The school district shared video of the president’s response on its social media accounts, commenting, “We couldn’t agree more. The district has invested >$100M to ensure the health and safety of our community.”
Union members, meanwhile, said they were encouraged to hear Biden weigh in on the situation. CTU Vice President Stacy Davis Gates said Biden “is not taking sides” but is “prioritizing the safety of every stakeholder in every city in every state in this country.”
Lightfoot: ‘Every confidence whatsoever that we will get something done’
Negotiations continued Monday between the union and schools officials with a Wednesday deadline set to reach an agreement or otherwise risk a disruption of classes. The CTU voted over the weekend to refuse in-person work until an agreement is reached, a move the city has said it will view as a strike.
“We’ve had a lot of very productive conversations with the folks at CTU,” Lightfoot said at a news conference Monday after receiving a dose of the coronavirus vaccine — and before Biden was asked about the CTU. “They were literally bargaining every single day over the weekend. All last week every day. And we’re gonna continue to be at the table until we get ... the remaining issues resolved.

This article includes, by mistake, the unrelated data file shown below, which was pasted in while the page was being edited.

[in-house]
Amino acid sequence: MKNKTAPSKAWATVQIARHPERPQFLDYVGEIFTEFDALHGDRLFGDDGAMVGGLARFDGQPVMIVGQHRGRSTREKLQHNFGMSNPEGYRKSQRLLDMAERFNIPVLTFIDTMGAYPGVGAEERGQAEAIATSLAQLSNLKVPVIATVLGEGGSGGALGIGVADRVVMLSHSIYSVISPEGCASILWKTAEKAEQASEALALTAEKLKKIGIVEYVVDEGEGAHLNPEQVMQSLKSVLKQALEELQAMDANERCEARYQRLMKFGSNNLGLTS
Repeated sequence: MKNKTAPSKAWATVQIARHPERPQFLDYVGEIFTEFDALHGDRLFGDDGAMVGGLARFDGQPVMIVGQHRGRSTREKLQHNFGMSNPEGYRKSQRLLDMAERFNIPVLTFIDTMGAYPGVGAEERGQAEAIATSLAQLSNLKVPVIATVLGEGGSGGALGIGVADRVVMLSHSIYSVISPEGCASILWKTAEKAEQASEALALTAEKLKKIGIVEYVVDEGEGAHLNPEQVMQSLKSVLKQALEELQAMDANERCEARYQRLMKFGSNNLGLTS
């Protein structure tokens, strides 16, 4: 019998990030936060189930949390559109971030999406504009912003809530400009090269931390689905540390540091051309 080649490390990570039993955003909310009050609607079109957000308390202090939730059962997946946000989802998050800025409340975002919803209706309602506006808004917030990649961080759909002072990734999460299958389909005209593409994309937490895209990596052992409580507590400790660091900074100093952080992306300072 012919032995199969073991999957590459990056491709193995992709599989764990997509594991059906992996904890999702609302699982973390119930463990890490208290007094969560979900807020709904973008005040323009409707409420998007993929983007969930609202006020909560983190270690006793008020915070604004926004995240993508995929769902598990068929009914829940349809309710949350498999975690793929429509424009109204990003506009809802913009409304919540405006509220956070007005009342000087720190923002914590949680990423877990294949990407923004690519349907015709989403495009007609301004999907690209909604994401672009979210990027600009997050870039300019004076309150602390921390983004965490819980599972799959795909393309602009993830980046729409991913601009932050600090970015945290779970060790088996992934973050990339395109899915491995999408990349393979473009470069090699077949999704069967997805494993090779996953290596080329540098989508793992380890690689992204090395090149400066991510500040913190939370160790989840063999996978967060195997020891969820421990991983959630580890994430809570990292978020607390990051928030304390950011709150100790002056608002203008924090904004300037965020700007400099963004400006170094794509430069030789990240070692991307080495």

“In partnership with the CTU, if we come together in good faith, I have every confidence whatsoever that we will get something done that, obviously, protects their members, but also gives families the option, if it’s right for them, to be able to send their children back to in-person learning,” she said.
CTU President Jesse Sharkey told reporters in the evening that negotiations are “slow going because there are some hard parts to this.”
The union is pushing for members who have medically vulnerable relatives at home to receive accommodations for remote work, and for teachers to only be required to return to classrooms after they receive a vaccination. The CTU is also asking for increased testing of staff and students and a public health metric that would determine when schools should reopen or close.
Biden has made addressing the pandemic — and the related reopening of schools and reviving the economy — a key part of his first 100-day, 100 million vaccinations agenda.
On Thursday, his first full day in office, Biden signed an executive order on school reopenings, stating his policy is “to provide support to help create the conditions for safe, in-person learning as quickly as possible; ensure high-quality instruction and the delivery of essential services often received by students and young children at school, institutions of higher education, child care providers, and Head Start programs; mitigate learning loss caused by the pandemic; and address educational disparities and inequities that the pandemic has created and exacerbated.”
The Democratic-allied powerful national teachers unions are a crucial part of Biden’s base. Last Thursday, the day after the inauguration, Jill Biden held a virtual event with 11,000 teachers: Weingarten and National Education Association President Becky Pringle were with the first lady in the White House.